Fire Emblem: Awakening has pushed the beloved Intelligent Systems franchise to the forefront of many people's minds, which should mean that this excellent DS title has a good chance of making it to the Wii U Virtual Console in the not-too-distant future. A remake of the very first Fire Emblem title on the Famicom — originally released in 1990 — Shadow Dragon isn't perhaps quite as polished as other instalments, but it's still a classic slice of strategy RPG action and one which could potentially pave the way quite nicely for a fully-fledged Wii U entry (please, Nintendo).
It's always surprised us that Meteos never really caught on as a puzzle franchise; created by industry legends Tetsuya Mizuguchi and Masahiro Sakurai, the original DS game was a revelation, showing how the touch-screen could drastically change the scope of a puzzler. The Disney-themed sequel was welcome, but didn't really take the concept as far as it could have done, while successive titles appeared on systems without touch-screens — which kind of missed the point of the game's "slide and flick" premise. Sora and Q Entertainment's ground-breaking game sorely deserves a revival, and what better way could there be than bringing the original to the attention of a whole new generation?
One of the games which established the DS as a serious gamer's platform, New Super Mario Bros. was a real breath of fresh air when it hit retail way back in 2006. Nintendo EAD Group No. 4 returned to the roots of the Super Mario franchise, successfully fusing old-school sensibilities with modern twists, such as the iconic Mega Mushroom which makes the Mario or Luigi grow as tall as the screen, and the Mini Mushroom which has the opposite effect. With over 30 million copies sold worldwide since release, it wouldn't do any harm to add a few more downloads to that total by releasing the game on the Wii U — this is almost certain to make an appearance.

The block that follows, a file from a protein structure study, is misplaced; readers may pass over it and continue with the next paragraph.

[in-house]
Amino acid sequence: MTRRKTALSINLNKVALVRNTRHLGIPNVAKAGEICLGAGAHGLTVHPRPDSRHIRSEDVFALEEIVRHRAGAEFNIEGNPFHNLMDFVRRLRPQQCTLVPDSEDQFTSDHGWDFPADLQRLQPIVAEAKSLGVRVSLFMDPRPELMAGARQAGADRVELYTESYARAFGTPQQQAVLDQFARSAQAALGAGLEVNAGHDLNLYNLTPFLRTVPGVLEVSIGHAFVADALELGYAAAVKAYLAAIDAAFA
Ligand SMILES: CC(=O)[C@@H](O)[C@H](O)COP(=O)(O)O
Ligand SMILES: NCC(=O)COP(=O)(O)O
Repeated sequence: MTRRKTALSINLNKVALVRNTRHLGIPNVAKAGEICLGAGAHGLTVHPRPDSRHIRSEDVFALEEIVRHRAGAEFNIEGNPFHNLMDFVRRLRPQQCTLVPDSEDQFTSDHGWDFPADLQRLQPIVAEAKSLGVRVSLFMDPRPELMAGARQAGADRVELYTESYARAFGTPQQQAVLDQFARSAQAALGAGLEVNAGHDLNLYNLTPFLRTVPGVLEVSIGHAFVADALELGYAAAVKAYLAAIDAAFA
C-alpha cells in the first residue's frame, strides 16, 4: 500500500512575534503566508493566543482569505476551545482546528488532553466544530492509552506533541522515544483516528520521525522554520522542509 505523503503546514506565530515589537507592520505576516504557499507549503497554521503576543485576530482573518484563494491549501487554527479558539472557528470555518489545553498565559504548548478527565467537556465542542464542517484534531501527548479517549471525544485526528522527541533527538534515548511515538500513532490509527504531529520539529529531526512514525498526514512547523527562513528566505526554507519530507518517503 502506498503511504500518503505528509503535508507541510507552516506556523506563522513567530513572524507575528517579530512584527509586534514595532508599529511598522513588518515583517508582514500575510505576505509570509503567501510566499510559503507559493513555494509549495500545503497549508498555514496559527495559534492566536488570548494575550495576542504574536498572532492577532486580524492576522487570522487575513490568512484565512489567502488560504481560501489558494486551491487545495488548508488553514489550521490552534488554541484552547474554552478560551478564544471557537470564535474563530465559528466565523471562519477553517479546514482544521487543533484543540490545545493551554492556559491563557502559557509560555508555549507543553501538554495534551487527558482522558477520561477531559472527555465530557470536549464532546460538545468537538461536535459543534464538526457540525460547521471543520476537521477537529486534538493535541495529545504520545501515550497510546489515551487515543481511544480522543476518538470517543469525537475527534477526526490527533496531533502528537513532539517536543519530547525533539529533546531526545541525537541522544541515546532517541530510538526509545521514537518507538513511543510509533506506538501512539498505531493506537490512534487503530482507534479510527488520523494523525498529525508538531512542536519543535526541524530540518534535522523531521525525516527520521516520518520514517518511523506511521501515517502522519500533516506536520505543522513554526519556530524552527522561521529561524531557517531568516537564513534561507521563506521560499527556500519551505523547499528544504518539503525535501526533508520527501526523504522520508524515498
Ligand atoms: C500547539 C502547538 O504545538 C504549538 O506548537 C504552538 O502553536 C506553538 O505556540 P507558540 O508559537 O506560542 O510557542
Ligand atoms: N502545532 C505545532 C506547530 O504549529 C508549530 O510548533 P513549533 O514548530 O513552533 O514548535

Which of those games would you want to see on the Wii U Virtual Console? Be sure to vote in the poll below, and if we haven't listed a DS classic that you want, make sure you let us know by leaving a comment.
Which of our choices would you like to see the most on the Wii U Virtual Console? (873 votes)
Advance Wars: Days of Ruin
Castlevania: Order of Ecclesia
Dragon Quest IX: Sentinels of the Starry Skies
Grand Theft Auto: Chinatown Wars
Mario Kart DS
Pokémon Black & White 2
The Legend of Zelda: Spirit Tracks
Fire Emblem: Shadow Dragon
New Super Mario Bros.
None of the above